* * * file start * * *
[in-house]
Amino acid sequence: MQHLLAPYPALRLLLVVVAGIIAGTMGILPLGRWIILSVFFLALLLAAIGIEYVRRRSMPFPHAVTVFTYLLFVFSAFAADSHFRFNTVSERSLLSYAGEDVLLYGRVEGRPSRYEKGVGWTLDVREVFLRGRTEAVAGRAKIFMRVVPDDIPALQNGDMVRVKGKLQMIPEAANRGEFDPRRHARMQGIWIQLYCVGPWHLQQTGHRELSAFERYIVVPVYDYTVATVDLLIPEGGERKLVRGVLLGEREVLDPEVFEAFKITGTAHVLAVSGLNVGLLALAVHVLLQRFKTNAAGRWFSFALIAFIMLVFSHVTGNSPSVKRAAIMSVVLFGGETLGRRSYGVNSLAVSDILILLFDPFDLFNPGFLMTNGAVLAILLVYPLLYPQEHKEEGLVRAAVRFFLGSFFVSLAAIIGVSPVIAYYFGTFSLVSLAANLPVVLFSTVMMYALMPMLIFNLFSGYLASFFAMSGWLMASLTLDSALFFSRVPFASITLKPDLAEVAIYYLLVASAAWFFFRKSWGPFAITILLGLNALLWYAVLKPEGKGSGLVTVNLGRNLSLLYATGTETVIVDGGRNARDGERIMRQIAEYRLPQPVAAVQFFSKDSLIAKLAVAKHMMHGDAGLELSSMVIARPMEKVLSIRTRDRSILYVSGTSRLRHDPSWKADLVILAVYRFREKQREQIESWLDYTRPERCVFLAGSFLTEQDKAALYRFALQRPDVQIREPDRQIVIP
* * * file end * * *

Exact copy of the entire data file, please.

[in-house]
Amino acid sequence: MQHLLAPYPALRLLLVVVAGIIAGTMGILPLGRWIILSVFFLALLLAAIGIEYVRRRSMPFPHAVTVFTYLLFVFSAFAADSHFRFNTVSERSLLSYAGEDVLLYGRVEGRPSRYEKGVGWTLDVREVFLRGRTEAVAGRAKIFMRVVPDDIPALQNGDMVRVKGKLQMIPEAANRGEFDPRRHARMQGIWIQLYCVGPWHLQQTGHRELSAFERYIVVPVYDYTVATVDLLIPEGGERKLVRGVLLGEREVLDPEVFEAFKITGTAHVLAVSGLNVGLLALAVHVLLQRFKTNAAGRWFSFALIAFIMLVFSHVTGNSPSVKRAAIMSVVLFGGETLGRRSYGVNSLAVSDILILLFDPFDLFNPGFLMTNGAVLAILLVYPLLYPQEHKEEGLVRAAVRFFLGSFFVSLAAIIGVSPVIAYYFGTFSLVSLAANLPVVLFSTVMMYALMPMLIFNLFSGYLASFFAMSGWLMASLTLDSALFFSRVPFASITLKPDLAEVAIYYLLVASAAWFFFRKSWGPFAITILLGLNALLWYAVLKPEGKGSGLVTVNLGRNLSLLYATGTETVIVDGGRNARDGERIMRQIAEYRLPQPVAAVQFFSKDSLIAKLAVAKHMMHGDAGLELSSMVIARPMEKVLSIRTRDRSILYVSGTSRLRHDPSWKADLVILAVYRFREKQREQIESWLDYTRPERCVFLAGSFLTEQDKAALYRFALQRPDVQIREPDRQIVIP